Sunday, August 15, 2004

Quicker releases, shorter dropbacks counter sackers

NFL insider column

Mark Curnutte
Sacks are down each year from 1999. That research comes from Tennessee defensive line coach Jim Washburn, who grew tired of hearing how the Titans' sack totals have diminished.

Washburn said short quarterback drops and quick releases are the reason for the league-wide trend. His findings.

1999: 1,249; 2000: 1,232; 2001: 1,196; 2002: 1,175; 2003: 1,092.

"We got 55 sacks in (2000), and we just can't do that anymore," Washburn said. "We can't run around like we did in '99 and 2000. Sacks aren't there any more. You have to rush to a shorter point. We have to get some push inside."

The Bengals' defensive sack totals for the past five seasons don't match the league trend:

1999: 35; 2000: 26; 2001: 48; 2002: 24; 2003: 30.

HOUSE RULES: New England safety Rodney Harrison was not happy after listening to NFL game officials explain how defensive holding and illegal contact rules were going to be strictly enforced this year.

"If it's a blatant hold, I can understand. But if you're nit-picking - that's ridiculous. In that case, it's blatantly obvious that they want more scoring (and) more touchdowns. It is just more favoritism for the offense. That's what the league is all about now. Putting the emphasis on something like that really takes the aggressive nature out of the game."

BIG CROWD: Believing this finally is the year that their 44-year NFL championship drought ends, Eagles fans have gone absolutely nuts about their team.

A crowd of 25,000 turned out for a morning training camp practice last week at Lehigh University - not a scrimmage. It was a basic full-pads practice.

The Eagles are hailing the crowd as the largest in NFL history for a training camp practice at a non-stadium venue. The traffic snarl into the mountain campus stranded motorists until well after the practice had ended.

KRIEG HONORED: The Seattle Seahawks are putting quarterback Dave Krieg in their Ring of Honor this year. The rest of the circle consists of Steve Largent, Jim Zorn, Dave Brown, and late radio announcers Pete Gross, Curt Warner, Jacob Green and Kenny Easley.

When Krieg retired, he held down the No. 8 spot on the NFL's all-time passing yardage list. The top seven were Dan Marino, John Elway, Warren Moon, Fran Tarkenton, Dan Fouts, Joe Montana and Johnny Unitas.

ST. LOUIS NOT BLUE: The Rams have been in St. Louis for 10 seasons, and it was a move the NFL grudgingly approved.

The Rams have sold out every game since moving to the Midwest and have gone to two Super Bowls in the past five seasons.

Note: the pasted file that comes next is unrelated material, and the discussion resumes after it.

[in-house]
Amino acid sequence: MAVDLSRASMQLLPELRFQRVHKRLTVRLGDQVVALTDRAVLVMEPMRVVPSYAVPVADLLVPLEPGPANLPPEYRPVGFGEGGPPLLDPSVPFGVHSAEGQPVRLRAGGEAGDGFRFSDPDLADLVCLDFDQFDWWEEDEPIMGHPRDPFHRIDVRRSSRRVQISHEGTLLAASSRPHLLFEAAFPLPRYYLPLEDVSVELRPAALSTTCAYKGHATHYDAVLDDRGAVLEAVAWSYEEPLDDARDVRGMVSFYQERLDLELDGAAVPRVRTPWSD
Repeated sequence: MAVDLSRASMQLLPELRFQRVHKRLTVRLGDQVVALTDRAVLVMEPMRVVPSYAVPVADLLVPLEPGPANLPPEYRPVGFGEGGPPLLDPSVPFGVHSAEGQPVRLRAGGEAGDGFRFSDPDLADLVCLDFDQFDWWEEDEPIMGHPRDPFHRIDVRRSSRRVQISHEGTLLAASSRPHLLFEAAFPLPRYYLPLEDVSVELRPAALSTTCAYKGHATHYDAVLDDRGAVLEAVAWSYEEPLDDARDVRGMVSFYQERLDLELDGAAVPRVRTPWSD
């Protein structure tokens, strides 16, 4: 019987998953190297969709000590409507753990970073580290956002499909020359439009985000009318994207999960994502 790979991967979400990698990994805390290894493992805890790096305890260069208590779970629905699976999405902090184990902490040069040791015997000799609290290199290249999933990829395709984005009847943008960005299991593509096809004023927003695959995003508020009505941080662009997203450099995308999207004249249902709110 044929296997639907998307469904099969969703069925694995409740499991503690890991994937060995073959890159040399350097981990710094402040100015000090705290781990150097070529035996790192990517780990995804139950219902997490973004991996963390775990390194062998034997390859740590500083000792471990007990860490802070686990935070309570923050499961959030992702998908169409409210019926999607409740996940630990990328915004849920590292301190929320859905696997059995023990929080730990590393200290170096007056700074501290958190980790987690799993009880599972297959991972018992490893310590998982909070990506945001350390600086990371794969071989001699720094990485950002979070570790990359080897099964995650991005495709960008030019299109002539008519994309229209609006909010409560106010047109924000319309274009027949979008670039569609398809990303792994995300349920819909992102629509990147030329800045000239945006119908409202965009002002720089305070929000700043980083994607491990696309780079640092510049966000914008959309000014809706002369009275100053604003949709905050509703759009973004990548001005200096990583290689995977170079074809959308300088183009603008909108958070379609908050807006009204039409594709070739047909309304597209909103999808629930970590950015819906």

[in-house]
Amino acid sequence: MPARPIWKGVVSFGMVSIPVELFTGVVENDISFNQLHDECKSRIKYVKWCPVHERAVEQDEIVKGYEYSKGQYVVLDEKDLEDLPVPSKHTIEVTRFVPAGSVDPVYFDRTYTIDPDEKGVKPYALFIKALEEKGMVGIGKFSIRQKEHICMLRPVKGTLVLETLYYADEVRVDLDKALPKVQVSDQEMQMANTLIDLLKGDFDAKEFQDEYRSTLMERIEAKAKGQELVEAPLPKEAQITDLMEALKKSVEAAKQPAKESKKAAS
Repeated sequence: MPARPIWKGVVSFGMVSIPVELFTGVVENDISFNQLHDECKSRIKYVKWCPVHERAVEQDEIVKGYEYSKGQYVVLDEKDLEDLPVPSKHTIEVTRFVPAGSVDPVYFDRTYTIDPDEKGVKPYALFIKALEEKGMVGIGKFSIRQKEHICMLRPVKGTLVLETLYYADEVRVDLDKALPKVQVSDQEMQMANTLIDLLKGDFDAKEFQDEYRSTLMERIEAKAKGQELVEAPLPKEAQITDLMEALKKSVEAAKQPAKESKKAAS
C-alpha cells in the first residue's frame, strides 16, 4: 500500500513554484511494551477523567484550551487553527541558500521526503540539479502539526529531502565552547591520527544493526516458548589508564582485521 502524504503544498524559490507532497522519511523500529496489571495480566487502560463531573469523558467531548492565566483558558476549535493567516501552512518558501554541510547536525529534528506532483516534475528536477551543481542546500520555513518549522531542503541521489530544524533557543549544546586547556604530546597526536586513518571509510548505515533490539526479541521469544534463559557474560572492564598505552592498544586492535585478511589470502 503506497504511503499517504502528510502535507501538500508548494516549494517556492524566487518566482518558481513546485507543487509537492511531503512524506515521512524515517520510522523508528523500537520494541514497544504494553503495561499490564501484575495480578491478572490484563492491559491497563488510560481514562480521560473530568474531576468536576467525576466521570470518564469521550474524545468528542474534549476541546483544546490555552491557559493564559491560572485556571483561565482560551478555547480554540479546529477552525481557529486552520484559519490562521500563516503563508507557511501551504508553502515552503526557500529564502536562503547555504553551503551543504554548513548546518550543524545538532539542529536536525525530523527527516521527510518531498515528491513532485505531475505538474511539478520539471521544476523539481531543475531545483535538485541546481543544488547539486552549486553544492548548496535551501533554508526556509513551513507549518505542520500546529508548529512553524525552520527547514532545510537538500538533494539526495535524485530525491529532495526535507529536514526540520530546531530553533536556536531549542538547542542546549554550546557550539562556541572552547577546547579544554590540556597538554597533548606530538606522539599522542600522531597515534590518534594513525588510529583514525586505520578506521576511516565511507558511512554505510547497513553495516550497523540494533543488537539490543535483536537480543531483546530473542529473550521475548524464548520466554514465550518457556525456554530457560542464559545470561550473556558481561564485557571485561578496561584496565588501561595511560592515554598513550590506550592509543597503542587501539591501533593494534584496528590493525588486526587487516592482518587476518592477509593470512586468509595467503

"We were told by a lot of people that St. Louis was a baseball town and Kansas City was a football town," NFL commissioner Paul Tagliabue said. "I think the overall opinion was that St. Louis could be a great football city if they had a team of their own that they could really root for."

BROWNS: Tight end Kellen Winslow Jr. signed after a 12-day holdout. The contract includes $16.5 million in guaranteed money, more than any member of this draft class except for the Nos. 1 and 2 picks, Eli Manning and Robert Gallery. Winslow was drafted sixth overall.

His agent, Kevin Poston, also coaxed the Browns into agreeing to relatively easy incentives that will all but assure that Winslow reaches the contract's $40 million maximum value. For instance, Winslow triggers his escalators if he catches 45 passes his first year, 50 in his second or 55 in his third; if he nets 700 receiving yards; if he averages 12.5 yards a catch; if he makes the Pro Bowl in any year; or if the Browns make the playoffs in any year.

STEELERS: Kurt Kittner, who had a two-week stint with the Bengals earlier this offseason, is giving new meaning to the term "journeyman."

He signed with the Steelers after backup Charlie Batch was lost for the season. Since his release earlier this year by the Falcons, Kittner has signed and been released by the Bengals, Patriots and Giants.

Tommy Maddox and Miami University product Ben Roethlisberger are Pittsburgh's top two quarterbacks.

RAVENS: The federal drug trial of Baltimore running back Jamal Lewis is to begin Nov. 1 - right smack in the middle of the season after the eighth week.

His attorneys were unable to get it postponed until after the season.

Defense attorneys estimate the trial should last less than two weeks. But Lewis faces a minimum mandatory prison term of 10 years if convicted and the alleged conspiracy is found to involve at least 5 kilograms of cocaine. It remains unclear how the Ravens with deal with Lewis' availability. They might turn the running game over to Musa Smith and Chester Taylor.


Written from notes contributed by other NFL beat writers.

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